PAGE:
The DVR is commonly used or mostly used as a recording device for Video surveillance, some DVRs have Audio Inputs (almost everyone now days), but your unit also may come with extra outputs to execute actions like turn lights on, unlatch doors, open the garage of your house, etc.
These outputs are located in the back of your DVR, and can be NO (Normally Open), or NC (Normally Closed). The NO output (Normally Open) means the initial state of the output position before activation, in this case there will be no continuity between connection points while the output is not activated; once the output is energized, there will be continuity between both connection points. Normally Closed output has the inverted effect, meaning there will be continuity between connection points while the output is inactive, and once the output is active it will be no continuity between the connection points. Keep in mind that these outputs are no power supplied, meaning they don’t supply power from the contacts, so you can use them as contacts to control external powered circuits; also, this contacts have certain tolerance, from 0.25 to 2 Amps, depending on the model of your DVR and the type of voltage you are using.
For example, if you want to unlatch a door at your office, you will need an external 12VDC Power Supply, a 12VDC Electrical Strike, and 18/2 AWG cable. You will have to mount the Electrical Strike at the door, run 18/2 AWG cable from the Electrical Strike to the location of your DVR, connect one wire of the 18/2 cable to one of the connection points on the NO output of your DVR, and the other wire to the negative side of the 12VDC Power Supply, and run 1 wire (preferable red) from the positive lead of the 12VDC Power Supply, to the other connection point of the NO output you are using from your DVR (see figure 1)
These outputs can be used for different applications like turning lights on or off in front or back yards, operate garage doors, temporarily deactivate or activate sensors like motion detectors or door switches. Best of all, these output can be program to interact with the cameras, for example you can activate an output every time the camera motion detection is activated, so if the camera detects movement, automatically will activate the output, and if you are trying to protect an area (for example, your backyard) you can connect a 12VDC relay to one of the outputs of your DVR, to energize a loud horn, so it will scary anything away, or if you may want to allow your pet to get into certain area of your house ( example given, the screen patio, or Florida room) you can have the output deactivate the motion sensor or the door contact of your alarm for this area, so it won’t activate the alarm.
Because of the low amperage resistance and the limited voltage capability of these outputs, they cannot be operated on circuits of more than 24VDC, and cannot be operated in AC voltage. The good news is that if you need to control an AC powered circuit with one of your DVR outputs, you can do it by using an External 12VDC or 24VDC Relay that can handle AC voltage on its contacts. The connection is a little bit more complex, but you still saving money by using the outputs on your DVR, instead of buying expensive controllers.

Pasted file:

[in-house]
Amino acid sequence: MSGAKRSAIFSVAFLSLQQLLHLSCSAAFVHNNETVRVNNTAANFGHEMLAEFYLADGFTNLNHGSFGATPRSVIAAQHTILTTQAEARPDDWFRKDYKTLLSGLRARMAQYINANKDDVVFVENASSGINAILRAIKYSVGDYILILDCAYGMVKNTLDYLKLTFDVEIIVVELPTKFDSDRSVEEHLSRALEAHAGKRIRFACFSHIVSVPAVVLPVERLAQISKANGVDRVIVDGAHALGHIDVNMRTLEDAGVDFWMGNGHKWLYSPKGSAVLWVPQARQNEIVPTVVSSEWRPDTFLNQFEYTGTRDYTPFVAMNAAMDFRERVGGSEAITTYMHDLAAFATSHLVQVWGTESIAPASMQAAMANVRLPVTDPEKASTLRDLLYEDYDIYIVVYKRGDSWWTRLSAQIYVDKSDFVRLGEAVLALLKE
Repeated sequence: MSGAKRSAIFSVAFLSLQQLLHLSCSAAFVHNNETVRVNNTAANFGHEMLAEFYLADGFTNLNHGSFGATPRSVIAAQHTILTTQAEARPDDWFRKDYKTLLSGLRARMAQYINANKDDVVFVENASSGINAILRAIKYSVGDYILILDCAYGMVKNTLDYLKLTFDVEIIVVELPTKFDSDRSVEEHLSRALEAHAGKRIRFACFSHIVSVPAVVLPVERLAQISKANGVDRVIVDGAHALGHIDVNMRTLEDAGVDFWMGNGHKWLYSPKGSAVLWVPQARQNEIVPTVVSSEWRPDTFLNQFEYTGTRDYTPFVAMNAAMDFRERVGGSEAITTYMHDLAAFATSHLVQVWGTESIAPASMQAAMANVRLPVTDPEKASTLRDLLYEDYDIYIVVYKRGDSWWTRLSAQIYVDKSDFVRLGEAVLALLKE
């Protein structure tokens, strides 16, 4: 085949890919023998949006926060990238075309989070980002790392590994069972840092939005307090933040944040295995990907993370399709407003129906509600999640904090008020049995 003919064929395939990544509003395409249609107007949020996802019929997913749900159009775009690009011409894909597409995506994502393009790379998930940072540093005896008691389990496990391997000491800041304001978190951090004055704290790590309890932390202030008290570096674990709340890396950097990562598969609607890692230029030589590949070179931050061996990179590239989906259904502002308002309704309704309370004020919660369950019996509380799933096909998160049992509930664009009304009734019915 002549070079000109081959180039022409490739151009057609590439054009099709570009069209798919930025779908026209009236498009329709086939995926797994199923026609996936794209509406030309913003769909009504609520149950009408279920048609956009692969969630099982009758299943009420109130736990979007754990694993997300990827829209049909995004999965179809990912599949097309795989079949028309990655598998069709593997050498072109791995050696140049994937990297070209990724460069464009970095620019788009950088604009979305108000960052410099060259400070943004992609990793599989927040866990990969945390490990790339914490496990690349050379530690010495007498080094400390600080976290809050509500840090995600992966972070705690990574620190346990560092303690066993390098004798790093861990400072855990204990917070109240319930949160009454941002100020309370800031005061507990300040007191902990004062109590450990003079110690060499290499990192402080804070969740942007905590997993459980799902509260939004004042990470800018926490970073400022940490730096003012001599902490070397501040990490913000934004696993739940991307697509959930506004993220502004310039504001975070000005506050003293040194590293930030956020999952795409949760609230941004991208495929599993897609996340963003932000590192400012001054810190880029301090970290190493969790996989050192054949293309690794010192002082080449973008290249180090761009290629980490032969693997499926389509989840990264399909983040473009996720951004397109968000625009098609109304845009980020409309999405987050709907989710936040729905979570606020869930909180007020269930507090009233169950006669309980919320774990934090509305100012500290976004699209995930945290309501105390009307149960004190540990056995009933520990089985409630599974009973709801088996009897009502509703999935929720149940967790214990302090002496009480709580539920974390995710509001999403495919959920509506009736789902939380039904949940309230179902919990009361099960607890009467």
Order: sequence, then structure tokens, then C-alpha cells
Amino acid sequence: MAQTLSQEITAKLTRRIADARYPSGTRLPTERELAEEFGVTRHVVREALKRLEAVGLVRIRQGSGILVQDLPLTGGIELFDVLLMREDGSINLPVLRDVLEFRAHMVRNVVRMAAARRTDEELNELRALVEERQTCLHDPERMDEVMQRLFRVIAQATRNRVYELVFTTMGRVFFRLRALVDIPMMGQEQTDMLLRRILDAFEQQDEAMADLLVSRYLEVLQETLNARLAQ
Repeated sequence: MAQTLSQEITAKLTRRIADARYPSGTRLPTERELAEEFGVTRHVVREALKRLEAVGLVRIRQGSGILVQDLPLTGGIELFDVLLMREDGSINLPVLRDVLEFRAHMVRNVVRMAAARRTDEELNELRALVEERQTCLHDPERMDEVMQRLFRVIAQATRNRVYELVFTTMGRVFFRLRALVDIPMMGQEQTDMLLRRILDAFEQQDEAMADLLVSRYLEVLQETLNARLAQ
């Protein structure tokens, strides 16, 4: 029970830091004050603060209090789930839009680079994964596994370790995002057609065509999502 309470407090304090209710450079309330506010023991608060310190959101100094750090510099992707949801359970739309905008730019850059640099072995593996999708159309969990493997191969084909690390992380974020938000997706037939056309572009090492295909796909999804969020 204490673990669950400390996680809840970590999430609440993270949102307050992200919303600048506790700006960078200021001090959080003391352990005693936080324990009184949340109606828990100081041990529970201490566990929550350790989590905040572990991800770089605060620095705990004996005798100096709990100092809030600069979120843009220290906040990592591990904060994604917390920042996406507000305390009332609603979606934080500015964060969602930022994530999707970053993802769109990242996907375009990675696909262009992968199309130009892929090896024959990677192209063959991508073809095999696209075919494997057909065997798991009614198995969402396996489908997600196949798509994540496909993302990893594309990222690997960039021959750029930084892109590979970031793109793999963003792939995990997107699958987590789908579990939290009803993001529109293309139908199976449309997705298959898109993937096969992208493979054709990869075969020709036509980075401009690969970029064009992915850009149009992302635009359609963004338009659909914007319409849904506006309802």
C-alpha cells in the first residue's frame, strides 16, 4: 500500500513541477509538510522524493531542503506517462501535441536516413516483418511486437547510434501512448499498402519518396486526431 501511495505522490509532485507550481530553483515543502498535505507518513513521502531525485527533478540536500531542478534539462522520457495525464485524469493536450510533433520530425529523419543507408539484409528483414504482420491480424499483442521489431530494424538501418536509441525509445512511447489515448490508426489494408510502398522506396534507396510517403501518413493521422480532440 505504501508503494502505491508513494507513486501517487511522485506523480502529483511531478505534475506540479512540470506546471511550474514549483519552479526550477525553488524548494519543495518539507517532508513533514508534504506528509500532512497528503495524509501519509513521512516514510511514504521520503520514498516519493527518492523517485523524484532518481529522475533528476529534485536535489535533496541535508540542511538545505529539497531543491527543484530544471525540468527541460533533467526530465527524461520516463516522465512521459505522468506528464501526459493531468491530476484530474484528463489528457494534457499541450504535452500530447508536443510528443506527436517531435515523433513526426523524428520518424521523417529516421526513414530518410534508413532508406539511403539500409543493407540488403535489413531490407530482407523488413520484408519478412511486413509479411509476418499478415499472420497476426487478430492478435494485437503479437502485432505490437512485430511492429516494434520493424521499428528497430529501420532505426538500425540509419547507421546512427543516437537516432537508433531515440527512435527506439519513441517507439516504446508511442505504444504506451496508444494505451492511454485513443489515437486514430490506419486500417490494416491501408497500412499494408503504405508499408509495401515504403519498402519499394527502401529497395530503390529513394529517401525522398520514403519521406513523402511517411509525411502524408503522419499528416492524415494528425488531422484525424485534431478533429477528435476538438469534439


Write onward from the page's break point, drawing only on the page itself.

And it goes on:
For instance, if you want to control the garage door at your house, the first thing you need to do is check the garage door controller manual to find out if the openers are 12VDC, 24VDC or 24VAC operated control circuits. If they are 12VDC or 24VDC operated circuits, you can used a 12VDC or 24VDC External Power Supply, and the same circuit show on figure 1, but you will replace the Electrical Strike for the points of connection for signal input at your garage door controller. If you garage door uses 24VAC for the control section of the garage door, you will need to get a 12VDC Relay that can handle AC voltage on its throttle, and a 24VAC Power Supply, to supply the voltage needed to control the garage door (see figure 2).
One of the most interesting applications I have seen using these outputs, is the utilization of one of these outputs to control the activation and deactivation of an AC system inside an office, where the AC unit will activate only if the camera see motion detection on the entrance of the building, and will give a deactivation signal after certain amount of time, by programming the temporizer in the thermostat of the unit, or if the DVR comes with the option, give certain amount of activation time to the output.
Some DVRs are also equipped with Alarm Inputs, which give you the option of adding devices to activate alerts and buzzers on the DVR, or you can redirect these inputs to activate an output, every time the device connected to the input of the DVR (example, motion detector) activate this input.
Just like the Domestic Burglar and Fire Alarms now days that come with Video and Audio Inputs, to connect cameras and microphones over the Alarm system, like Comcast Home Security Systems, the DVR gives you the option to connect no only Surveillance Cameras, but Motion Sensors, Door switches and contacts, microphones, and it gives you alerts every time one of these devices is activated.
Our DVRs come with these particular outputs, and one of the biggest advantage we have, is the ability to control these outputs over the network, so you can execute actions anywhere you have your computer or laptop, and an internet connection. It is also available in the Apps used on your smart-phone, so these outputs can be controlled anytime, and anywhere with a touch of the screen on your mobile device.